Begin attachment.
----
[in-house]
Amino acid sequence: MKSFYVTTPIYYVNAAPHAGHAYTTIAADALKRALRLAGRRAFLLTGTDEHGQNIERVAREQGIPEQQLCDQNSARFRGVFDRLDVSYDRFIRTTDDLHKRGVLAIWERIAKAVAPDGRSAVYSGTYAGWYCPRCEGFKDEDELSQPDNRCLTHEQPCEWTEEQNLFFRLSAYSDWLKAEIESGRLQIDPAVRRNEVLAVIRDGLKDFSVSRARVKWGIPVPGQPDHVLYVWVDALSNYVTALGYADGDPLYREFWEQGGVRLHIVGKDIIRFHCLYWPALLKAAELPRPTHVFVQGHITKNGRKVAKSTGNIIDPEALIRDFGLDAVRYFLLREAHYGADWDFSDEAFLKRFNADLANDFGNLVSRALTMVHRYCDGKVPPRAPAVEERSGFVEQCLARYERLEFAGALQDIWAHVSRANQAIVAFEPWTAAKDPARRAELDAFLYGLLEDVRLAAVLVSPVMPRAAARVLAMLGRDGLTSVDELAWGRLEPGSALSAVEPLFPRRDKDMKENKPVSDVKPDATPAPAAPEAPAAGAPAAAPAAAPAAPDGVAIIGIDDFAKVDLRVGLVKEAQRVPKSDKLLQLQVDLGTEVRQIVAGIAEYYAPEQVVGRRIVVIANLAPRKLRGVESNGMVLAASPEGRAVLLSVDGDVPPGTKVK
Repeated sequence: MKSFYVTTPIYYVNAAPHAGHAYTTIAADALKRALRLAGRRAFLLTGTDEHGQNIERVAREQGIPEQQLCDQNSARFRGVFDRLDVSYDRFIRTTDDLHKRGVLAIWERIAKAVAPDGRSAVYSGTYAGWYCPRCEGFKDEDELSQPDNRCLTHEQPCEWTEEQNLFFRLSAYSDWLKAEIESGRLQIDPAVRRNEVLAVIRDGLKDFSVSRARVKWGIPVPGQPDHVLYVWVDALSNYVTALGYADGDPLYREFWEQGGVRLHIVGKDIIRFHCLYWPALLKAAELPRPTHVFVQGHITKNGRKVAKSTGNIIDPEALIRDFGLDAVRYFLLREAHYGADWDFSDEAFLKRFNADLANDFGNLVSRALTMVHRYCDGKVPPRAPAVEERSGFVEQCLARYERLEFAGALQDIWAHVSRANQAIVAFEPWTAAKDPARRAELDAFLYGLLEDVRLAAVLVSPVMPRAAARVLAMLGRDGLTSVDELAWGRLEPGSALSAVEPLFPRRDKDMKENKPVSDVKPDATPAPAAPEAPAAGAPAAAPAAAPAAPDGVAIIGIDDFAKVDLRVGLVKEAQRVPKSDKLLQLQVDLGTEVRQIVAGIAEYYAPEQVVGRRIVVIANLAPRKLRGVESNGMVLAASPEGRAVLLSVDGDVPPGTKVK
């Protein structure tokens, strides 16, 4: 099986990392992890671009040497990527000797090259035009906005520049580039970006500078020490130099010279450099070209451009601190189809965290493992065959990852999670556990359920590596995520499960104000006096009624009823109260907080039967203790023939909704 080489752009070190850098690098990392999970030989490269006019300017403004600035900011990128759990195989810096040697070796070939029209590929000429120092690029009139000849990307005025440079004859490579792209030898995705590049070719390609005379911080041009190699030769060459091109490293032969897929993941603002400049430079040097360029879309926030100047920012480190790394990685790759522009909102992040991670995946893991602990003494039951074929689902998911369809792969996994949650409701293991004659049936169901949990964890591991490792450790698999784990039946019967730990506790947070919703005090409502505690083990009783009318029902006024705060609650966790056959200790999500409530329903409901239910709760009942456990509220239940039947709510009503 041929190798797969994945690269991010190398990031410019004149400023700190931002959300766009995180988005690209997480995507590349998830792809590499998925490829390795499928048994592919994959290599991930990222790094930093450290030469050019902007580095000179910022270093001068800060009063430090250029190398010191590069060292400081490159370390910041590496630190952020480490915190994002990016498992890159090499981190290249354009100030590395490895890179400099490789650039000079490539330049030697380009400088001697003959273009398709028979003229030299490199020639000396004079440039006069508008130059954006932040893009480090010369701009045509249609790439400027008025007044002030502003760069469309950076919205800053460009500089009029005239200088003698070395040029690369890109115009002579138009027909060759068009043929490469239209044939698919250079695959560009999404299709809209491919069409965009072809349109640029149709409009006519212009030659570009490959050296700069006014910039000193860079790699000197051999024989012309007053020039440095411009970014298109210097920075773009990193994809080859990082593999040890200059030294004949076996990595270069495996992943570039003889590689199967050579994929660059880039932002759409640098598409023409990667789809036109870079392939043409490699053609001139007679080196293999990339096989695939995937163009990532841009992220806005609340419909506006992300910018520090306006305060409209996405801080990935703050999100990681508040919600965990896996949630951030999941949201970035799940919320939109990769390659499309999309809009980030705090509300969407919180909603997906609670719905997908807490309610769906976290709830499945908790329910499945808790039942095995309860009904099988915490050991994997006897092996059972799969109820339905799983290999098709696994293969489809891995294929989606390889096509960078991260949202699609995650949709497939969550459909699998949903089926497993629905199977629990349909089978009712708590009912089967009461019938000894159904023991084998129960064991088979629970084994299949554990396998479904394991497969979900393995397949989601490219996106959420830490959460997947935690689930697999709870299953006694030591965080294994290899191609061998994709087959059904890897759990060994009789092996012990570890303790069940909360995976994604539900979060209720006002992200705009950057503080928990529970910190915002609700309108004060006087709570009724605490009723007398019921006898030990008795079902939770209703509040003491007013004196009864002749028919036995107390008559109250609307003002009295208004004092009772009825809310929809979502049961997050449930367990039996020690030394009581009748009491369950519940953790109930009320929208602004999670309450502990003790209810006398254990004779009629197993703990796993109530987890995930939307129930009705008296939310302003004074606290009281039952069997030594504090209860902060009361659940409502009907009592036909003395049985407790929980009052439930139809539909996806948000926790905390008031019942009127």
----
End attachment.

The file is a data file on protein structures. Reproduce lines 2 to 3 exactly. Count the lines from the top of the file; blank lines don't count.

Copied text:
Amino acid sequence: MKSFYVTTPIYYVNAAPHAGHAYTTIAADALKRALRLAGRRAFLLTGTDEHGQNIERVAREQGIPEQQLCDQNSARFRGVFDRLDVSYDRFIRTTDDLHKRGVLAIWERIAKAVAPDGRSAVYSGTYAGWYCPRCEGFKDEDELSQPDNRCLTHEQPCEWTEEQNLFFRLSAYSDWLKAEIESGRLQIDPAVRRNEVLAVIRDGLKDFSVSRARVKWGIPVPGQPDHVLYVWVDALSNYVTALGYADGDPLYREFWEQGGVRLHIVGKDIIRFHCLYWPALLKAAELPRPTHVFVQGHITKNGRKVAKSTGNIIDPEALIRDFGLDAVRYFLLREAHYGADWDFSDEAFLKRFNADLANDFGNLVSRALTMVHRYCDGKVPPRAPAVEERSGFVEQCLARYERLEFAGALQDIWAHVSRANQAIVAFEPWTAAKDPARRAELDAFLYGLLEDVRLAAVLVSPVMPRAAARVLAMLGRDGLTSVDELAWGRLEPGSALSAVEPLFPRRDKDMKENKPVSDVKPDATPAPAAPEAPAAGAPAAAPAAAPAAPDGVAIIGIDDFAKVDLRVGLVKEAQRVPKSDKLLQLQVDLGTEVRQIVAGIAEYYAPEQVVGRRIVVIANLAPRKLRGVESNGMVLAASPEGRAVLLSVDGDVPPGTKVK
Repeated sequence: MKSFYVTTPIYYVNAAPHAGHAYTTIAADALKRALRLAGRRAFLLTGTDEHGQNIERVAREQGIPEQQLCDQNSARFRGVFDRLDVSYDRFIRTTDDLHKRGVLAIWERIAKAVAPDGRSAVYSGTYAGWYCPRCEGFKDEDELSQPDNRCLTHEQPCEWTEEQNLFFRLSAYSDWLKAEIESGRLQIDPAVRRNEVLAVIRDGLKDFSVSRARVKWGIPVPGQPDHVLYVWVDALSNYVTALGYADGDPLYREFWEQGGVRLHIVGKDIIRFHCLYWPALLKAAELPRPTHVFVQGHITKNGRKVAKSTGNIIDPEALIRDFGLDAVRYFLLREAHYGADWDFSDEAFLKRFNADLANDFGNLVSRALTMVHRYCDGKVPPRAPAVEERSGFVEQCLARYERLEFAGALQDIWAHVSRANQAIVAFEPWTAAKDPARRAELDAFLYGLLEDVRLAAVLVSPVMPRAAARVLAMLGRDGLTSVDELAWGRLEPGSALSAVEPLFPRRDKDMKENKPVSDVKPDATPAPAAPEAPAAGAPAAAPAAAPAAPDGVAIIGIDDFAKVDLRVGLVKEAQRVPKSDKLLQLQVDLGTEVRQIVAGIAEYYAPEQVVGRRIVVIANLAPRKLRGVESNGMVLAASPEGRAVLLSVDGDVPPGTKVK